The twenty-first century has been characterized by rapid transformation-technological, social, cultural, environmental, economic, and scientific. In this changing milieu, organizations and individuals must continually acquire new knowledge and abilities or be left behind. Influential entities such as the United Nations strongly advocate the pursuit of lifelong learning for individuals, while leading companies, government agencies, and non-governmental organizations seek to become what scholars such as Peter Senge have called "learning organizations" that can transform themselves through the learning of their members at all levels.
Training, or the structured development of skills, competencies, and up-to-date knowledge, is an increasingly important element in these pursuits. The shape of training may vary-formal or informal, face-to-face or technologically mediated, short-term or long-term-but the end purpose is always the same: to facilitate learning by individuals or groups, usually with the larger purpose of enhancing organizational quality.
Training is vital to the success of globally connected organizations and individuals, but success requires the trainers' effective bridging of linguistic, cultural, and social distances. Only teams and individuals with facility in navigating diverse languages, cultures, technologies, educational practices, and rhetorical traditions will be able to successfully provide training to global audiences.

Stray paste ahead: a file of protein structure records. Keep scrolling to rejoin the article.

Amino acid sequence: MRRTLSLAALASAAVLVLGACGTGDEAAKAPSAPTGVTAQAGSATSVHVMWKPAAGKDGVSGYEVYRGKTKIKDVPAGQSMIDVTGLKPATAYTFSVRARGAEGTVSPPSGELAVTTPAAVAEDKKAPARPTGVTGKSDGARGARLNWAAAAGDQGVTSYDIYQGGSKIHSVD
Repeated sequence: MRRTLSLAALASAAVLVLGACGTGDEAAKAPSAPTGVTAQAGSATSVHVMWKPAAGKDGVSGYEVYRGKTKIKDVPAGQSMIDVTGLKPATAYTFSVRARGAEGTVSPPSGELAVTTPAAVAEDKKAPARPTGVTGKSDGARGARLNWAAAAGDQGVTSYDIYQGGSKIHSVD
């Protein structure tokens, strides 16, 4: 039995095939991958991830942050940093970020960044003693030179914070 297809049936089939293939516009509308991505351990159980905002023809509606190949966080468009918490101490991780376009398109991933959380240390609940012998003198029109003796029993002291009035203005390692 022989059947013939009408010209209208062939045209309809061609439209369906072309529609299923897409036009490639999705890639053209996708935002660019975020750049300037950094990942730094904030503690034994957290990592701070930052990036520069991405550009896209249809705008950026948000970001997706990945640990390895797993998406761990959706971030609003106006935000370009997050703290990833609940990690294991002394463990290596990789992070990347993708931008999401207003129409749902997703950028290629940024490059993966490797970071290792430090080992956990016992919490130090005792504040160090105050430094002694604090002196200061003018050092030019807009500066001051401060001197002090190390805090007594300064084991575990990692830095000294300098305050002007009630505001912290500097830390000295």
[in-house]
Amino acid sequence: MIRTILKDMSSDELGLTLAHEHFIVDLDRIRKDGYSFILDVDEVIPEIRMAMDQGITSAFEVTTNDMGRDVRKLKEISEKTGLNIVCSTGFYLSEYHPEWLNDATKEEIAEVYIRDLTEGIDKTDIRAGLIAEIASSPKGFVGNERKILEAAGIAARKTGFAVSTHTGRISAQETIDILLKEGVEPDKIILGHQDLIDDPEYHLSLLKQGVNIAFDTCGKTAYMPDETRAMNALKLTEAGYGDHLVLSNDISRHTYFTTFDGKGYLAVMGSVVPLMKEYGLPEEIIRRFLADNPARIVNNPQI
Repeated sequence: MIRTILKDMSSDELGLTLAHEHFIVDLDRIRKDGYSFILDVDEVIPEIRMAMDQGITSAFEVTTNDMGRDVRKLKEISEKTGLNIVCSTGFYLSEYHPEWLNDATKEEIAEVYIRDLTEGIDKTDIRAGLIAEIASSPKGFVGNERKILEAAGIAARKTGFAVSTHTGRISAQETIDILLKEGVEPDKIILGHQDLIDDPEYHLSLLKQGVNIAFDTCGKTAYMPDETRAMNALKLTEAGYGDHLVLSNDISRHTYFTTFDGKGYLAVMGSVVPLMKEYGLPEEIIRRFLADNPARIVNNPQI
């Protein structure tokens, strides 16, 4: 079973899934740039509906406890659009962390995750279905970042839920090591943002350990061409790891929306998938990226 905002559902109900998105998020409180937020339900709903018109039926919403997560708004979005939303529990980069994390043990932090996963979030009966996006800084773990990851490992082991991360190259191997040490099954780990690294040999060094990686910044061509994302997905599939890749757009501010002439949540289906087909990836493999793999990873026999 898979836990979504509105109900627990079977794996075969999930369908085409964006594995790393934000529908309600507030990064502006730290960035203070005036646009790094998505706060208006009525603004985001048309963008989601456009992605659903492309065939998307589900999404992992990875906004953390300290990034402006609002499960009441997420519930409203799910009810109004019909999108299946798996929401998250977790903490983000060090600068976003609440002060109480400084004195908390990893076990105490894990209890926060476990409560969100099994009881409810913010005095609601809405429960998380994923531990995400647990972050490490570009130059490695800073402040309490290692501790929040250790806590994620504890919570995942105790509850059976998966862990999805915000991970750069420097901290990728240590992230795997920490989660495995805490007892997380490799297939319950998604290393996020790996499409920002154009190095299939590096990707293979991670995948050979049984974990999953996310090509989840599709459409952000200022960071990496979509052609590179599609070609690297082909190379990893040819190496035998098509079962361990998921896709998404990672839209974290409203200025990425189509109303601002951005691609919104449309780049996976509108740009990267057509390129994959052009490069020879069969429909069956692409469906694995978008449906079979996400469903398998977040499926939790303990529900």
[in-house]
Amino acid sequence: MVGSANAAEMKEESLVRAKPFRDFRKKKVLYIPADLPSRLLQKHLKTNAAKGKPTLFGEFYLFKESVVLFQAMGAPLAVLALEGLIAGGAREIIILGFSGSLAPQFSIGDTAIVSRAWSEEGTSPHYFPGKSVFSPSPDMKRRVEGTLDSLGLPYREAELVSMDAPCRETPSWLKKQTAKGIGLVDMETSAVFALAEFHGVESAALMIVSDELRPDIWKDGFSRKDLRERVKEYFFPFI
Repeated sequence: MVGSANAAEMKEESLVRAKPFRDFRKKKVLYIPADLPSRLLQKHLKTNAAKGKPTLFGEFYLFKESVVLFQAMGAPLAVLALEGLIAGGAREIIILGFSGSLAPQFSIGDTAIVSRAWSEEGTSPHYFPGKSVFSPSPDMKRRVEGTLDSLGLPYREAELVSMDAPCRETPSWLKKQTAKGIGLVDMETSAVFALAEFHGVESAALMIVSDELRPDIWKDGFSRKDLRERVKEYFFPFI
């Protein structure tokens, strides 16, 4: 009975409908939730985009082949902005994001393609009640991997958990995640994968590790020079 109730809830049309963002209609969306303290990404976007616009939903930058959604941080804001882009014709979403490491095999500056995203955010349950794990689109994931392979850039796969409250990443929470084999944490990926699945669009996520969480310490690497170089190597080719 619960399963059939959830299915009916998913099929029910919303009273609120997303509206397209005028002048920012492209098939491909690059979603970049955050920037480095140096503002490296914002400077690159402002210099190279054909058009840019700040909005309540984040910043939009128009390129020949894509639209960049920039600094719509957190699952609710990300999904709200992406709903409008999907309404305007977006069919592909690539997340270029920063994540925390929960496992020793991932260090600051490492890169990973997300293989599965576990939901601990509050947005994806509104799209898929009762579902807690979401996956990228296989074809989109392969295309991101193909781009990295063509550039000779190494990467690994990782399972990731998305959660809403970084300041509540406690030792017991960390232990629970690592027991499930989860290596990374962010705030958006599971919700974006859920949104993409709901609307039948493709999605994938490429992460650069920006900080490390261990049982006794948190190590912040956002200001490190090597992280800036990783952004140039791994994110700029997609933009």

Professional communicators, whose discipline claims expertise in several areas relevant to training-including oral, written, and visual rhetoric, usability, information architecture, electronic collaboration, intercultural communication, and collaboration with translators-are well positioned to contribute to global training efforts or take on the role of trainers themselves. Yet, despite these advantages, the pool of research...